As you know, we’ve spent the past week waiting with breathless anticipation for our Jersey cow Matilda to have her calf. As the days crawled by, we've had a number of false alarms. Meanwhile the poor girl was looking positively misshapen between her bulging belly and her enormous udder. There was so much mud in the wooded area where we keep the cows in the winter, often knee deep, that I brought her into the fenced driveway area just to keep her on dry land until she had her calf. “Driveway” is a misnomer, since it also includes our entire side yard, probably half an acre total.
I didn’t think to close the driveway gate since, after all, poor Matilda could barely waddle, much less make a dash down the 400 foot length of the driveway toward terra incognita.
Until this morning. It was as foggy as anything and visibility was limited to 100 feet. Still, as I was upstairs getting dressed for church I could see her walking – okay, waddling – briskly down the driveway. Unconcerned, I went downstairs and told the kids, “Let’s get going so I can get Matilda back in the driveway and close the gate.”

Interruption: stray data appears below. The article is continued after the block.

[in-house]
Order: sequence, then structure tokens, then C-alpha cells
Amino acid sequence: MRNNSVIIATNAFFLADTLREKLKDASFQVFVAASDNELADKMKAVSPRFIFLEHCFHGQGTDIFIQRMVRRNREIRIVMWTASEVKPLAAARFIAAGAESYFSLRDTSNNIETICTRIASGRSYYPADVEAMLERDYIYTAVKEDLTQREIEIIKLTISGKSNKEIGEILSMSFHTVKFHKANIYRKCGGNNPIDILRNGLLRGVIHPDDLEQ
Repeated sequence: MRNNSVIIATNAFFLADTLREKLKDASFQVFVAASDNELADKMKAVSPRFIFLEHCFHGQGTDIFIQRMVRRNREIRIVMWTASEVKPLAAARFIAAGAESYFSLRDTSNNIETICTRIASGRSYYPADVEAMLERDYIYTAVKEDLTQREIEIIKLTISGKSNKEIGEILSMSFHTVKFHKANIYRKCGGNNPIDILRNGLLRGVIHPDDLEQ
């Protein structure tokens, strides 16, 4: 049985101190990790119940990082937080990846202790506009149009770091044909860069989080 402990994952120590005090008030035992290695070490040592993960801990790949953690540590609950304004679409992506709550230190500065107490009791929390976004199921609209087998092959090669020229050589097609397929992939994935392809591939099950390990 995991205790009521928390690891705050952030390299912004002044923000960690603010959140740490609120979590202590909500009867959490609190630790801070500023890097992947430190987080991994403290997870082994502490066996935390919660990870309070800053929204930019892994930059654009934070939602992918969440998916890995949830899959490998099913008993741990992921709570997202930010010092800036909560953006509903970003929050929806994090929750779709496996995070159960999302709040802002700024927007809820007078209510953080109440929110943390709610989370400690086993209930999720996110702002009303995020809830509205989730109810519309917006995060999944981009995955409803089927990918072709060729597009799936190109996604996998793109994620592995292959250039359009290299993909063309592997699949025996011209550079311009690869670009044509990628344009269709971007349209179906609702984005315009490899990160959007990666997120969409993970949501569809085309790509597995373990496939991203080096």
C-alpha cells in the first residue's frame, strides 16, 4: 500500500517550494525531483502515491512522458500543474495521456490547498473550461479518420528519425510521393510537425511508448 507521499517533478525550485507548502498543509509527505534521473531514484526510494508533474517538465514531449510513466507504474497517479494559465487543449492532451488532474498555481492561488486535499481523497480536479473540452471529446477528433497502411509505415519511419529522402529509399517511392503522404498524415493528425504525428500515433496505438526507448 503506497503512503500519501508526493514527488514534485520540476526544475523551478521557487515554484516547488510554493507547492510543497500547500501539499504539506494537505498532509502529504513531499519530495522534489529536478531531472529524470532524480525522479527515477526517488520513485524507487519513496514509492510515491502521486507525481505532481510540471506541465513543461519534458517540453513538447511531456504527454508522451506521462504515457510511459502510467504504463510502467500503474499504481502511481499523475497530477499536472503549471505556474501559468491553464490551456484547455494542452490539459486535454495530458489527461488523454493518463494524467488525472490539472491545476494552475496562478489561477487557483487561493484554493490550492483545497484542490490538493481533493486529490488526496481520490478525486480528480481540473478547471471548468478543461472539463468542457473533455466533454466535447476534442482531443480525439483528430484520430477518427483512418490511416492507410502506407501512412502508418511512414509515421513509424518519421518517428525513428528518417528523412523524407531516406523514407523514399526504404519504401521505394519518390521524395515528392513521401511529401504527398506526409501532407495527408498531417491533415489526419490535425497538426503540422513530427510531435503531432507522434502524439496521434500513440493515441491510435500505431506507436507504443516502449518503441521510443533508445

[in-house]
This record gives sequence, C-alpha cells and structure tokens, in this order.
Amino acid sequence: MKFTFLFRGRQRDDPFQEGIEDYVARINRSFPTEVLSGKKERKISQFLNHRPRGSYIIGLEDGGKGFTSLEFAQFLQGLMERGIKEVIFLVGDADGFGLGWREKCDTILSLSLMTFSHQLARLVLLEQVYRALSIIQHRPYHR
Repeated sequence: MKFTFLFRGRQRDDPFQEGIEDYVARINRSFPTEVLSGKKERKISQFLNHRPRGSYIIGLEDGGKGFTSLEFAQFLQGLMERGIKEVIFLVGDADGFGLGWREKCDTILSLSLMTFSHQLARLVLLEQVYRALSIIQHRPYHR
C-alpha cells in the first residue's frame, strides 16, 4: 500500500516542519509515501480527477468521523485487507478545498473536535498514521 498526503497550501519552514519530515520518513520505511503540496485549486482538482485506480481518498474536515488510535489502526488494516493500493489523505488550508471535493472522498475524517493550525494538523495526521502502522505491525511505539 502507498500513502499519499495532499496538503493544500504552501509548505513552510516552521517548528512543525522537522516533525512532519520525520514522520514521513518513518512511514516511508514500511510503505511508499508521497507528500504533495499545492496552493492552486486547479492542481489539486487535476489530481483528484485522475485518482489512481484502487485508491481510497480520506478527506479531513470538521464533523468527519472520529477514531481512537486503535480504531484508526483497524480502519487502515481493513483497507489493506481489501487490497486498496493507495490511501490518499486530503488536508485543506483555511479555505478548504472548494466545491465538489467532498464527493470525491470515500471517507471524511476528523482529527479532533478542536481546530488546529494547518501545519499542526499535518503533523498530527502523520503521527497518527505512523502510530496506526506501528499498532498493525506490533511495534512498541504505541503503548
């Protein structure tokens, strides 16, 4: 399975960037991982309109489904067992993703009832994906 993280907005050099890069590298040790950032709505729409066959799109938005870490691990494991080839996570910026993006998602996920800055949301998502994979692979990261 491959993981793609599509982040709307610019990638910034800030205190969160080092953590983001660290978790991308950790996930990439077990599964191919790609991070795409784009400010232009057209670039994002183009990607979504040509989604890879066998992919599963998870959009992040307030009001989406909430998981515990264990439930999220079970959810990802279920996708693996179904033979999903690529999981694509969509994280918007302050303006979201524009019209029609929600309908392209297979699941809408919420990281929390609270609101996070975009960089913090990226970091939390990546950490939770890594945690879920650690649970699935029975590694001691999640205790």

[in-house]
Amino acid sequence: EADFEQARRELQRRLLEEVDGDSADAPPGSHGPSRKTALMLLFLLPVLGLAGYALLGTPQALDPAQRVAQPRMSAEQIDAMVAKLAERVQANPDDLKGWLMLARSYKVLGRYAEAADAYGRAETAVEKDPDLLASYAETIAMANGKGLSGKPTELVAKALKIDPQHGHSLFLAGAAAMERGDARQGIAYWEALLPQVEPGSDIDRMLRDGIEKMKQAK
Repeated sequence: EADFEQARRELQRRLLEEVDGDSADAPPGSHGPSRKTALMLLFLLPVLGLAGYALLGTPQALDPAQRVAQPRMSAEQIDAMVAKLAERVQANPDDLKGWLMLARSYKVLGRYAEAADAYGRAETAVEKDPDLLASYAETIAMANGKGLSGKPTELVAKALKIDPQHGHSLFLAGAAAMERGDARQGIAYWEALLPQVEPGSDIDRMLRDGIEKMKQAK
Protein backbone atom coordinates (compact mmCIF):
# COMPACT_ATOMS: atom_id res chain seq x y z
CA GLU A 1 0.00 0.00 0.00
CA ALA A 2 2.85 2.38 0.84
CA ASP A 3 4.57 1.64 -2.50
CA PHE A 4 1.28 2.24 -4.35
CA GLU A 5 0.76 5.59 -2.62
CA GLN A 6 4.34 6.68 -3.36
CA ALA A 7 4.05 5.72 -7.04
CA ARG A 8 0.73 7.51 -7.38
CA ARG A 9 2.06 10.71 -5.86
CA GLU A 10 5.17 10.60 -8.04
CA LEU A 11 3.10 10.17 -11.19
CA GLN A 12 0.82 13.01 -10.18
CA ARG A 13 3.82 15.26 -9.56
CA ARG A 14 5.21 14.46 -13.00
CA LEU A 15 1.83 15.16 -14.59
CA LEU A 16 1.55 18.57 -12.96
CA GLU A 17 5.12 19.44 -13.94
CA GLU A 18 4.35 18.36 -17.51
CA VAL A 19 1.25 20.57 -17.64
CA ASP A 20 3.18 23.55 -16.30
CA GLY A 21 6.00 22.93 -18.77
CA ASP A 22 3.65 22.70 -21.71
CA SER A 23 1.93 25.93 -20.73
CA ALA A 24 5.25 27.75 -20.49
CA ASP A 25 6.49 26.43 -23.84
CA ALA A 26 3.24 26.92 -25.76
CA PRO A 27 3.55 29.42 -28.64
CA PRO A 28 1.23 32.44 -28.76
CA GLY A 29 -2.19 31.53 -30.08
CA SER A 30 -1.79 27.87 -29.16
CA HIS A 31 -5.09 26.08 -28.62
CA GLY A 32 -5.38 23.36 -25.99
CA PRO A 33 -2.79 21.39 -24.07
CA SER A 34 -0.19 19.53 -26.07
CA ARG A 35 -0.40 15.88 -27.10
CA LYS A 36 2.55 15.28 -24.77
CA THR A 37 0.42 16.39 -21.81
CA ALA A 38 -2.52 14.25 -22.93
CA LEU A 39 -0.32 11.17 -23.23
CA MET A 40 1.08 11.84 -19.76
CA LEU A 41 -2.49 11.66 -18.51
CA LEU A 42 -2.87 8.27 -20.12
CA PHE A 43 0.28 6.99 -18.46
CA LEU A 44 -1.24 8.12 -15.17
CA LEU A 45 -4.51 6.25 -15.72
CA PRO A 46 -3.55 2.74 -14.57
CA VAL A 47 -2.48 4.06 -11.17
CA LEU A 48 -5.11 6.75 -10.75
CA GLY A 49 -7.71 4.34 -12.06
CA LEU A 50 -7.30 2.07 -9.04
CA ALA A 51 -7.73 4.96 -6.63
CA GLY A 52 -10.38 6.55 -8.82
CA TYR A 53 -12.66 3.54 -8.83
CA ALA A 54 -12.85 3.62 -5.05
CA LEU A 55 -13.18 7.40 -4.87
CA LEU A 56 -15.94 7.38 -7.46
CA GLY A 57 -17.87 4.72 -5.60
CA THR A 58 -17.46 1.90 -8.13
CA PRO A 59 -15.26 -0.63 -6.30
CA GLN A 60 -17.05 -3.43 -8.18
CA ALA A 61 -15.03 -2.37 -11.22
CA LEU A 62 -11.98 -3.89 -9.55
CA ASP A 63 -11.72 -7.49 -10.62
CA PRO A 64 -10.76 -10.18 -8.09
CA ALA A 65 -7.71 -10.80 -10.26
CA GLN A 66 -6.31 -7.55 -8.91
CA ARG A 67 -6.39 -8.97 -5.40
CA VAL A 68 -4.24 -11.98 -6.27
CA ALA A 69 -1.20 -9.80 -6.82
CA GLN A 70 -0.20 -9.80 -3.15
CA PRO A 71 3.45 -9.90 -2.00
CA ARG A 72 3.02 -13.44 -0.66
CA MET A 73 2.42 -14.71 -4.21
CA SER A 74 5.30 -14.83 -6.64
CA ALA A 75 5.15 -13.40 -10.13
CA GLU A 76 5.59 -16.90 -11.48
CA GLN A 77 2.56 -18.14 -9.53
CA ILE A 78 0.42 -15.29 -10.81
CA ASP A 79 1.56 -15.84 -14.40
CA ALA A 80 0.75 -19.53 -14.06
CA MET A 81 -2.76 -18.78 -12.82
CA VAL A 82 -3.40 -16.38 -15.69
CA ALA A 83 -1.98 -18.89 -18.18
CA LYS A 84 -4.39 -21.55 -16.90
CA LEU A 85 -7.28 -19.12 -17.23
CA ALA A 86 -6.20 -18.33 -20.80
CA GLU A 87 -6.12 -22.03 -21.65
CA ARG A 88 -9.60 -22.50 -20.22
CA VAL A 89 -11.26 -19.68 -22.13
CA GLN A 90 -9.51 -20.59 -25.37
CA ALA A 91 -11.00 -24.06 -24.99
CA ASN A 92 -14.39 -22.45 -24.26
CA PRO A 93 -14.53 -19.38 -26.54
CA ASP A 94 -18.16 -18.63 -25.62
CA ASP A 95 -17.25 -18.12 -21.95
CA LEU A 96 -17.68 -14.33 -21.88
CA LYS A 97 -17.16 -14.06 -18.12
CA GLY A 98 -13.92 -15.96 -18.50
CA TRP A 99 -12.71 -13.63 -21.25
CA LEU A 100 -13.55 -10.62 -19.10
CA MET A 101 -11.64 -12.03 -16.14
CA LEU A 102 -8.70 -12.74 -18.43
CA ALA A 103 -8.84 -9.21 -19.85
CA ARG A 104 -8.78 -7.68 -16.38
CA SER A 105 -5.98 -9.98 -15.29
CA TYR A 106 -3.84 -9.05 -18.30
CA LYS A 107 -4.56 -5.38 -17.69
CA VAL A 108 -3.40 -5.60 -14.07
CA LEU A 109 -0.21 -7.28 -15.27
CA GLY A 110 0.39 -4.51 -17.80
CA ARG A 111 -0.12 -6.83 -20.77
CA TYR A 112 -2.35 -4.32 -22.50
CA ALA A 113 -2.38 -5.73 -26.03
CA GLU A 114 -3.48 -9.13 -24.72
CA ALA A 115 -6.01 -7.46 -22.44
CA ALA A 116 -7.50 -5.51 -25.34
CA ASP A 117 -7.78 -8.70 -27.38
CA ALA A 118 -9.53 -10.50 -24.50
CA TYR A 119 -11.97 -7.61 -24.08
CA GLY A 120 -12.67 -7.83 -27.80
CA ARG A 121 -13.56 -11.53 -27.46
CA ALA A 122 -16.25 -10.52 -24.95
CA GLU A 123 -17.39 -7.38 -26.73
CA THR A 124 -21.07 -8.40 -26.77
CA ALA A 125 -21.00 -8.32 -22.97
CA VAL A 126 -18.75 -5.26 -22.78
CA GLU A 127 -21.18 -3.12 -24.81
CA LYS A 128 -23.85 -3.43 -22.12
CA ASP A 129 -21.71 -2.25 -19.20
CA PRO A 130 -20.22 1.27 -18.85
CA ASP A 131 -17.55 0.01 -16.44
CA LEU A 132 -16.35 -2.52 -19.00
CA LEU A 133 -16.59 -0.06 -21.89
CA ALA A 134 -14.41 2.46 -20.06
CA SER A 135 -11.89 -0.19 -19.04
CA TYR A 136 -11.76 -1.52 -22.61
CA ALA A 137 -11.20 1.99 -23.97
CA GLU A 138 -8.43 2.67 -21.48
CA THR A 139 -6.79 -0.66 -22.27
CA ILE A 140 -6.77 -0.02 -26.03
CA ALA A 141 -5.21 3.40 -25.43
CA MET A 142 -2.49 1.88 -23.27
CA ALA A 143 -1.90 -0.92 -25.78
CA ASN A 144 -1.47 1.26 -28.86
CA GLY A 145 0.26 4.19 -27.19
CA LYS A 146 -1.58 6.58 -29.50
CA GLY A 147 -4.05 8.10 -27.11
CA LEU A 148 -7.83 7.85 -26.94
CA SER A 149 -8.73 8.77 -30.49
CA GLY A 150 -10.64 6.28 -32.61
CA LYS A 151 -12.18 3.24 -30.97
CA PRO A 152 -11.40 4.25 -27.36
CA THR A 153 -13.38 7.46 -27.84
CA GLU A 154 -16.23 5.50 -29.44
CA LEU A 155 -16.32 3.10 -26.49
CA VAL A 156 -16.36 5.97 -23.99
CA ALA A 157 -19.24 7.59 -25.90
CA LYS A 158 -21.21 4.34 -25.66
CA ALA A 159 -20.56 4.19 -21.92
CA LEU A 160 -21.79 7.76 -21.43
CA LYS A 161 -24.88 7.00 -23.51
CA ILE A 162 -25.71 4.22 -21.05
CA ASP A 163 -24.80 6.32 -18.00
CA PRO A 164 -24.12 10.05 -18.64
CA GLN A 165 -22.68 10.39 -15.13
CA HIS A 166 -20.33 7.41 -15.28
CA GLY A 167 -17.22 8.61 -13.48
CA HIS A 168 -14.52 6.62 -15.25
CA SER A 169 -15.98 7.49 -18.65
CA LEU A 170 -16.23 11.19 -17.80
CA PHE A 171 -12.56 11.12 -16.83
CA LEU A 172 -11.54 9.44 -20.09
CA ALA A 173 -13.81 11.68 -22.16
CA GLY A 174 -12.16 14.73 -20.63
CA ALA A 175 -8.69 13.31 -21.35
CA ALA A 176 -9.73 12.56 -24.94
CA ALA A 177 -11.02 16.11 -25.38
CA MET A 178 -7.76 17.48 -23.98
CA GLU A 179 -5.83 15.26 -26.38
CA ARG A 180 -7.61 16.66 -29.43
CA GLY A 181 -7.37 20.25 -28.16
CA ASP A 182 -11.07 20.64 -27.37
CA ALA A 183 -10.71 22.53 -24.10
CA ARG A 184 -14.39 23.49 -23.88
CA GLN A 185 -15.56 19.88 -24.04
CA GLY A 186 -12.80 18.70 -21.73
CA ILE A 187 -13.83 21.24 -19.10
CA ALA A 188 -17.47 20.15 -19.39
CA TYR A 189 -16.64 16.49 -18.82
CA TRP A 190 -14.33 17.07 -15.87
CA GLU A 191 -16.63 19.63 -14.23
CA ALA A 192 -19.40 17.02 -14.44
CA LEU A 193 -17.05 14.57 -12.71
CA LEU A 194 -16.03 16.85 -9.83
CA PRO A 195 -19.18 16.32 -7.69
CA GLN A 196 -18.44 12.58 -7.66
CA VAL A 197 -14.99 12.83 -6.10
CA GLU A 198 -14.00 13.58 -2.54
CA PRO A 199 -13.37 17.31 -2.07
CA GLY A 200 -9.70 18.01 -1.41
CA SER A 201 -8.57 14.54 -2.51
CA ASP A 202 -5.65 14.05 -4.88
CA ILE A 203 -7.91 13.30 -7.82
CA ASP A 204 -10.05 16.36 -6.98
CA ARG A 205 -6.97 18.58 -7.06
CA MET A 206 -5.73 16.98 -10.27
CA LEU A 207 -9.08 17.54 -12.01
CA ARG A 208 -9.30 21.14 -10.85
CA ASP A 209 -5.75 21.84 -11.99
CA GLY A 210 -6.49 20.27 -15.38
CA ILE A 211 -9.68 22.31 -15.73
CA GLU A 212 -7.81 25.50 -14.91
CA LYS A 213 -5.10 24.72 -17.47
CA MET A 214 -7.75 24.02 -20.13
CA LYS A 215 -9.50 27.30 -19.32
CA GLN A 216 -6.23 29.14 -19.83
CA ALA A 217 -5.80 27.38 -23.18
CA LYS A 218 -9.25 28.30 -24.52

We hopped in the car and drove down the fog-shrouded driveway. But no Matilda. Baffled, we got to the end of the driveway and had three options: left (to go to church), straight (up our neighbor’s driveway), or right (toward some other neighbors as well as a ravine leading to the canyon). No Matilda in sight.
Entirely randomly, I went right. “I don’t see her,” said Oldest Daughter, peering into the fog.
“She can’t have gone far,” I said crossly. “She can barely waddle.” I drove further than any cow – much less a Jersey with a nine-month calf inside her and an enormous beach-ball udder between her legs – could surely walk in the two minutes between seeing her heading down the driveway and us getting in the car.
Suddenly there she was, high-tailing it down the road toward the ravine. I jerked the car to a stop and hopped out. “You little twit!” I exclaimed. “Get back here!” So, attired in church clothes and unfortunately without a lead rope, I hauled her up the hill and back into our driveway, where I closed the gate behind her. She was not amused.
What a dastardly person I am, thwarting her Great Escape.
“She probably wanted to find a secretive spot to have her calf,” observed Oldest Daughter.
“I’m sure you’re right,” I replied. “But can you imagine having to search high and low for her after church, trying to find a secretive cow and calf down the ravine?”
We were late for church, of course, but our pastor thought our excuse was hilarious.